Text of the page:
“Bitcoin was a darling, now it’s the underlying blockchain.”
That’s the perspective of the payments industry toward the distributed financial technologies space, according to Jason Gardner, CEO of payments-as-a-service provider Marqeta.
The startup, which raised $25m in October, was one of the earlier payments firms in the space to experiment with digital currency, working with Ripple on a defunct debit card product that would have allowed users to spend cryptocurrency at traditional points of sale. Marqeta touts a cloud-based and API-driven processing platform for online and offline payment types – attributes that have so far attracted names like Facebook and Oink as clients.
However, the CEO was keen to note that he sees blockchain as part of a larger trend that finds payments firms, including card networks like MasterCard and Visa, increasingly opening up once-proprietary platforms to open-source technology.
Gardner told CoinDesk:
“When you see big banks like JP Morgan, IBM and Microsoft creating new technologies using blockchain, I don’t think it’s just a flash in the pan. I think people are realizing the efficiencies open-source tech can bring.”
As for his support of the industry, Gardner says he doesn’t believe one iteration of the technology, whether it’s Ripple’s consensus ledger, the bitcoin blockchain or another alternative, will win out. The larger goal that interests his peers, he says, is the faster movement of money.
“It’s the goal,” Gardner said. “That helps us run our business more efficiently.”
Still, Gardner reports that Marqeta’s strategy toward the emerging technology has shifted over the years, even though its team remains “big believers” in bitcoin and blockchain.
Whereas before it sought to emerge as an early adopter, Gardner indicated his company is now content to let larger financial players develop products that allows Marqeta to tap into what he considers to be the big opportunities in the space.
“Two years ago, building card products that would authorize against an alternative currency ledger was very, very new, and with the banks and the card networks … it was very hard to get that stuff approved,” Gardner said.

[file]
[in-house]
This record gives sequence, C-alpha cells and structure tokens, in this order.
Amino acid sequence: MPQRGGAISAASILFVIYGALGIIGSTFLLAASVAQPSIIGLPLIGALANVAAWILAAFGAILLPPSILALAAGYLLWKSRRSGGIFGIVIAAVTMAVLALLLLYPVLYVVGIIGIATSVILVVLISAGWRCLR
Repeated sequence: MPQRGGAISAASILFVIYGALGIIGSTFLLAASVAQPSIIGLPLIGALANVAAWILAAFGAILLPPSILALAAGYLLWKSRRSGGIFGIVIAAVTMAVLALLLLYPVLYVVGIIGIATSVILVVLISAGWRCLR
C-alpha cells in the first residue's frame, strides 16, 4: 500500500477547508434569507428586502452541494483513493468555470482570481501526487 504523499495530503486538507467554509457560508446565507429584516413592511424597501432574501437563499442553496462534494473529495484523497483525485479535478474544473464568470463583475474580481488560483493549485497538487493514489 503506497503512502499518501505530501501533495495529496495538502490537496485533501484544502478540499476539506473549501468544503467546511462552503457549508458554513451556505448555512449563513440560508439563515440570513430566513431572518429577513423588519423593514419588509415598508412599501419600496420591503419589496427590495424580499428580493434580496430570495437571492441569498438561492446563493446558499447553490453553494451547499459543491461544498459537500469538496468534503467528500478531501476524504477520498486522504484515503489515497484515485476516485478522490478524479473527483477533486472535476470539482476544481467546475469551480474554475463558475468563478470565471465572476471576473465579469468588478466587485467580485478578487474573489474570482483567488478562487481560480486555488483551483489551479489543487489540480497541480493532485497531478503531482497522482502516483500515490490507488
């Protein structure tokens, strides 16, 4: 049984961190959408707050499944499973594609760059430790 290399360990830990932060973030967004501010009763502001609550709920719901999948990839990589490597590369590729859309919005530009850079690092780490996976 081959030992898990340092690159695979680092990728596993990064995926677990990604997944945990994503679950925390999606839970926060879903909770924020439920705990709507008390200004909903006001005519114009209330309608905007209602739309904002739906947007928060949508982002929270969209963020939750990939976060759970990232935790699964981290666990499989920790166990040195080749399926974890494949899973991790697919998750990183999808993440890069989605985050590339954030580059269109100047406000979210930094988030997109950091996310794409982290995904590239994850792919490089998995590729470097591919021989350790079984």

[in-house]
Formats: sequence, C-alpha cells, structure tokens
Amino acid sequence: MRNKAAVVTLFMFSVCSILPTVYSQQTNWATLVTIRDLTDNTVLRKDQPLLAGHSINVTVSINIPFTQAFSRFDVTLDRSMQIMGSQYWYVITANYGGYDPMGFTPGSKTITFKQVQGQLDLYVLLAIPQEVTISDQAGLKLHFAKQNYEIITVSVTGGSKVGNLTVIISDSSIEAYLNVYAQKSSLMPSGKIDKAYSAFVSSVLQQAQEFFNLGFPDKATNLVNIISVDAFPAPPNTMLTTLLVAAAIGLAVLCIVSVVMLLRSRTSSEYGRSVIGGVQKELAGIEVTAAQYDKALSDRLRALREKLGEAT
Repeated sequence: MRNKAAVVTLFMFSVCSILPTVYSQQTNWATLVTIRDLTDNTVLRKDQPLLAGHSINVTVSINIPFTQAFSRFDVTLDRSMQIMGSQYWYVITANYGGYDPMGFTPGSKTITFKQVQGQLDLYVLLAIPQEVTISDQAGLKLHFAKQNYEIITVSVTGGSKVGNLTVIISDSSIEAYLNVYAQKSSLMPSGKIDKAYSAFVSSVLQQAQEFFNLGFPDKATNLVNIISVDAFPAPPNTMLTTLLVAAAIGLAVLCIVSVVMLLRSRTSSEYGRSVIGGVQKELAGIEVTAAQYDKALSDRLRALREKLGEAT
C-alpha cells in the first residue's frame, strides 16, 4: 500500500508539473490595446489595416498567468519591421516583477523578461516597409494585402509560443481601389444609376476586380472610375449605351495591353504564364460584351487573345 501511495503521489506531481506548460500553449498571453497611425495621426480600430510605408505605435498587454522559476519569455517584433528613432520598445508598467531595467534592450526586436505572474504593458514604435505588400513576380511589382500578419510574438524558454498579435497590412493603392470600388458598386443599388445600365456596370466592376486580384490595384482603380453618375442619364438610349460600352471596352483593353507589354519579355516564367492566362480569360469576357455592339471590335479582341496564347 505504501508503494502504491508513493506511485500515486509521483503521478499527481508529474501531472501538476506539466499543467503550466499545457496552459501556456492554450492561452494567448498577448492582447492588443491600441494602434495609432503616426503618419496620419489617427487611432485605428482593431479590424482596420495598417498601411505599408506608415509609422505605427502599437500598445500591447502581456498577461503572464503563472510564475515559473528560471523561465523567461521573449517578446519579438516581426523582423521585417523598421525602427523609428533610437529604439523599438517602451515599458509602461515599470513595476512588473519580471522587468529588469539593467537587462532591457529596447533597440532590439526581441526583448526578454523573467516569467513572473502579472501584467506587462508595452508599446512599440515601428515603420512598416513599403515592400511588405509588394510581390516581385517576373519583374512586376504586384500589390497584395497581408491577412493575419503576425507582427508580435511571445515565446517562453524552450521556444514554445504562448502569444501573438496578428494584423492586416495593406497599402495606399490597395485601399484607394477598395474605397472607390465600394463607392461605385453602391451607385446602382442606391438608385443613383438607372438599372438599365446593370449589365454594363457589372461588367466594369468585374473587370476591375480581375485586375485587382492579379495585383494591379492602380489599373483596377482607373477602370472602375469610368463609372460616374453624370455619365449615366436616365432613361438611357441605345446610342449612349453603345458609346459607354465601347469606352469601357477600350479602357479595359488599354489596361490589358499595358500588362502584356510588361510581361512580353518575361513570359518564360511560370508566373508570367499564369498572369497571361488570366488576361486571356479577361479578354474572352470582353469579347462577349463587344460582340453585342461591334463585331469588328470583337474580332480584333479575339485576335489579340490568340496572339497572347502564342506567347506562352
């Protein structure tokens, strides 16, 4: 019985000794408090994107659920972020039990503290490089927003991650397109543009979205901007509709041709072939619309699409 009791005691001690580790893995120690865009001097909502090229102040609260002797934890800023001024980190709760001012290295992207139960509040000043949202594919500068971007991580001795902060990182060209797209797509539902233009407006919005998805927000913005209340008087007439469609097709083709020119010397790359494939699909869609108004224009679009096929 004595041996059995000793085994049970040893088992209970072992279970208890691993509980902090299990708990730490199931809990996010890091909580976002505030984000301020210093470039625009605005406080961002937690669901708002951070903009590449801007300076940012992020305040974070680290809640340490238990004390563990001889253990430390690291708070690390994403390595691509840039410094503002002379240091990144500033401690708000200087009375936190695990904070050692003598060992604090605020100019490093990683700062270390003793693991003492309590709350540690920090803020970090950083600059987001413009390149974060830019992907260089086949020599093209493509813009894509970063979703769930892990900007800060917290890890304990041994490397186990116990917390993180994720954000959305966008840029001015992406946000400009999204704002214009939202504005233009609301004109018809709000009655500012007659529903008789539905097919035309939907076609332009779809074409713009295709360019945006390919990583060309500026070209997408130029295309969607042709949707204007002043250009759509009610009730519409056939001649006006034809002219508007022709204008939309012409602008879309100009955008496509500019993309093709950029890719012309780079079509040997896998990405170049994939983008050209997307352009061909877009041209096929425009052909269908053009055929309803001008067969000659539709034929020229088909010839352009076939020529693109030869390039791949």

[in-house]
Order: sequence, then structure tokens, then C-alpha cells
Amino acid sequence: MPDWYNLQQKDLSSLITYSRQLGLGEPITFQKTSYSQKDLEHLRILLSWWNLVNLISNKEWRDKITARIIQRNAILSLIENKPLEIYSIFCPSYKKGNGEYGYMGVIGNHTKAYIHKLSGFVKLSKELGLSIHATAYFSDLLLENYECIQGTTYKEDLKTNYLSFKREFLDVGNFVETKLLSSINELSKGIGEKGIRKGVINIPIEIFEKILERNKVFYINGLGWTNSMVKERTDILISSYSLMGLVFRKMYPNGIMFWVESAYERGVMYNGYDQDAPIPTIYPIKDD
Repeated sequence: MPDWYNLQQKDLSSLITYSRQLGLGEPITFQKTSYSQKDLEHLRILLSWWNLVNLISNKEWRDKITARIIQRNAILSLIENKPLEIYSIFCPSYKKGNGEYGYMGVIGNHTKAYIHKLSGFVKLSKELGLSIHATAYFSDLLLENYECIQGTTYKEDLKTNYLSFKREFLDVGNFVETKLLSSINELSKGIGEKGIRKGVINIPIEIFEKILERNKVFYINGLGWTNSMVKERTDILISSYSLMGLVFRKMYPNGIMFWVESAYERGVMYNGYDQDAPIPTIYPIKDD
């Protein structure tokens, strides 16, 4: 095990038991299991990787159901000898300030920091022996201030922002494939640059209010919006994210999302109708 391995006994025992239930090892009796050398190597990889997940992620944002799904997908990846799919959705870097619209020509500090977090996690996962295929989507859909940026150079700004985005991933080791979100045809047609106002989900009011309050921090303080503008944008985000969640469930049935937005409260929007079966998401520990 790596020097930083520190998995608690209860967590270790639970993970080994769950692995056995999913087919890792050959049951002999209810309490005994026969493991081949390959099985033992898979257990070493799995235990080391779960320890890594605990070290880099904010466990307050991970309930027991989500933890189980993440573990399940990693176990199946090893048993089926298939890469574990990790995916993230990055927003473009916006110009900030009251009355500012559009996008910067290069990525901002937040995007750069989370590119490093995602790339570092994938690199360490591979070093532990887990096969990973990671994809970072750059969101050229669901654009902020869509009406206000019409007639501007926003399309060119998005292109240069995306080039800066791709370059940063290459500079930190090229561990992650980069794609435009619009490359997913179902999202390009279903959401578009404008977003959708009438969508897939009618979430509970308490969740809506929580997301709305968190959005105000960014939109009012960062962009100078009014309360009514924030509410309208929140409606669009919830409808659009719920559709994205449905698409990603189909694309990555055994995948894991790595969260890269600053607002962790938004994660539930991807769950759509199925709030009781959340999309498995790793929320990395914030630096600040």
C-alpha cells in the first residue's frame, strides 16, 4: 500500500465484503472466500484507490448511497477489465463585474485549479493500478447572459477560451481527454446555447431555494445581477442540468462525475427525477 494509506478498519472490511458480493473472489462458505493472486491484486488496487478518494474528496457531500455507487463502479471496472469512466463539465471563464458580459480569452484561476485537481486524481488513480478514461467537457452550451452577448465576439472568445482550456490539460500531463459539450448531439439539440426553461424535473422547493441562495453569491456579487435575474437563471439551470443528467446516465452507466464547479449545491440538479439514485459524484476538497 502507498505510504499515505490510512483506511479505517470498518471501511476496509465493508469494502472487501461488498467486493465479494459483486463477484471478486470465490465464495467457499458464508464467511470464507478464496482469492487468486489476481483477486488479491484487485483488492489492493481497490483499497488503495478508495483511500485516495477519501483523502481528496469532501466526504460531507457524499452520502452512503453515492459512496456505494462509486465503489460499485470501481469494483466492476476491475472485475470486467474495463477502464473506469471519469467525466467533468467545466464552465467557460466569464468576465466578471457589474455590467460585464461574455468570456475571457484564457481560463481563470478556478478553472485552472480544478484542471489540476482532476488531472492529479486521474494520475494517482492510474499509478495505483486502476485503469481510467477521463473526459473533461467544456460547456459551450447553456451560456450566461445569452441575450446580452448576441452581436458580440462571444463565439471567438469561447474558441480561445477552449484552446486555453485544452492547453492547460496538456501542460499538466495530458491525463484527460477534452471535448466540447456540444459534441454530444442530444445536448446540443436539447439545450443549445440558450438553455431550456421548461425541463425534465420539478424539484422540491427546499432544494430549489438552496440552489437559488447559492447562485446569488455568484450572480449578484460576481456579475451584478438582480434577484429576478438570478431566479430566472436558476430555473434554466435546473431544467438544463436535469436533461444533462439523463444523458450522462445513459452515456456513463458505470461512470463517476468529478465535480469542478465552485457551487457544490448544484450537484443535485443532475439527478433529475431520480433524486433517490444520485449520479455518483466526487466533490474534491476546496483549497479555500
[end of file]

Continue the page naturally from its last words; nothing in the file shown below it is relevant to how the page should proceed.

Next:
Members of the Marqeta team have since gone on to found Shift, which this year partnered with Coinbase for the launch of its bitcoin card product that could be used at traditional points of sale.
Gardner admits that “bitcoin is on the backburner” as his company enters 2016. Over the next four quarters, the startup will emphasize on-demand services, expense management, alternative lending and virtual card products.
That’s not to say Marqeta isn’t actively following developments in the blockchain industry. According to Gardner, the company still intends to be “front and center” on working with networks and banks on applications of the technology.
Marqeta, Gardner says, is interested in how banks are connecting with distributed ledger service providers such as Ripple and how the industry more broadly is building new ledgers that increase the speed and efficiency of money movement.
The reason, according to Gardner, is that Marqeta deals with payments inefficiencies it believes could one day become a thing of the past.
“When a card is swiped, we see the transaction in real time. We see the $40 worth of food, we see it happen,” Gardner explained. “[But] sometimes we don’t know when the money will arrive [from networks]. Money doesn’t move in real time, it’s batched and moved in one big chunk to banks.”
The result is that this creates an accounting burden for Marqeta and its services, one he said would be simpler on a shared ledger system.
Despite his optimism about the tech, Gardner expects any mass rollout of blockchain or distributed ledger systems for public transactions to be slow.
“It’s waiting for the market, which is moving very slow. The size of ecosystem and amount of banks involved, it’s going to take a long time,” he said.
Gardner expects it will be at least 10 to 15 years before banks are ready to make this leap due to the somewhat convoluted way in which the current transaction system currently operates and the natural risk aversion of these institutions.
Even this estimate, though, he said was “aggressive”.
“You could have a card that is issued by a bank in Japan that has a Visa logo, but if that’s swiped at a different terminal, [money] flows differently. You have all these interconnected networks that would have to move to adopt blockchain,” he continued.
Still, he argued that the transition should be pursued if blockchain tech becomes the key to moving money faster global, concluding:
“It needs to happen, nothing has changed around settlement for too long.”
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